US population growth slowed sharply over 2010-2020: Census
- The 10-year expansion was significantly slower than the previous decade, when the population grew by 9.7 percent, and was barely above the record low of 7.3 percent over 1930-1940, when the United States and the world were mired in the Great Depression.
US population growth fell over the past decade to the second-slowest pace in history, the Census Bureau reported Monday, after Donald Trump's tough crackdown brought immigration to a near halt.
The official 10-year count estimated that 331,449,281 million people lived in the world's third-most populous country on April 1, 2020.
That was a 7.4 percent rise from 2010, when the official population stood at 308,745,538, the Census Bureau said.
The 10-year expansion was significantly slower than the previous decade, when the population grew by 9.7 percent, and was barely above the record low of 7.3 percent over 1930-1940, when the United States and the world were mired in the Great Depression.
The population growth rate accelerated with the "baby boomer" birth surge after World War II, but since the early 1950s has been on a fairly steady decline.
That was only interrupted for a few years in the 1990s when millions of migrants, mostly Mexicans, entered the country without documents and stayed.
Since then, data shows the dropoff has been sharp.
In the past decade, researchers have said that the deep, year-long economic slump from the 2008 financial crisis contributed to the slowdown, with a lower birth rate and with many Mexican migrants returning to their country.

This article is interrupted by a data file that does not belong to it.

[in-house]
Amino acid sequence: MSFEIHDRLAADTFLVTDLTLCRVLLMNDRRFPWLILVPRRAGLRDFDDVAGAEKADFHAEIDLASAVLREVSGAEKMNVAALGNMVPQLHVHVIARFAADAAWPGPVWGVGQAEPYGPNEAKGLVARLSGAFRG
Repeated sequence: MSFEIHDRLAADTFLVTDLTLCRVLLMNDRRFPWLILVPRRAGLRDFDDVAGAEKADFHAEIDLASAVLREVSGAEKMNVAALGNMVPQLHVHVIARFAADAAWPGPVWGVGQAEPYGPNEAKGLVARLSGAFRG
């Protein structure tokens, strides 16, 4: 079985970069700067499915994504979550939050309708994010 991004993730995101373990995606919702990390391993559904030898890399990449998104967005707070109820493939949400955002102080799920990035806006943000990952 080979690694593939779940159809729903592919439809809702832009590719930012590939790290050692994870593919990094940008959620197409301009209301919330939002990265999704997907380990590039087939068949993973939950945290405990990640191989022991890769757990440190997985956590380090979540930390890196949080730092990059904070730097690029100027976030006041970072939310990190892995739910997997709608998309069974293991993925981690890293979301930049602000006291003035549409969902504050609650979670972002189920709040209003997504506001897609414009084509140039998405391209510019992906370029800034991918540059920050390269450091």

In addition, after he became president in 2017, Donald Trump sought to sharply cut legal immigration and halt illegal immigration completely.
The region showing the largest growth since 2010 was the south, followed by the west.
Arid, heavily desert Utah in the west had the fastest growing population of the 50 states, gaining 18.4 percent, while mountainous West Virginia in the east fell by 3.2 percent.
The Census Bureau only released the broad numbers for the country and individual states Monday, to serve as a basis for reapportioning seats in the 435-member US House of Representatives.
In all, 13 states will either gain or lose seats, with California, the largest by population, losing one of its 53, while Texas, the second-largest, adding two to its current 36.
Others gaining one seat are Colorado, Montana, North Carolina and Oregon. Other losers were Illinois, Michigan, New York, Ohio, Pennsylvania and West Virginia.
The census was taken under a cloud of politics, with Trump trying to reverse past practice and force the agency not to count undocumented or non-citizen residents.
His push against immigration is also thought to have made many people afraid to respond to census takers.
The census was also hampered by the Covid-19 outbreak.
"Trying to count people in a global pandemic made it even more challenging," said Ron Jarmin, acting director of the Census Bureau.
The bureau plans to release details on age, race and other characteristics of the population in the coming months.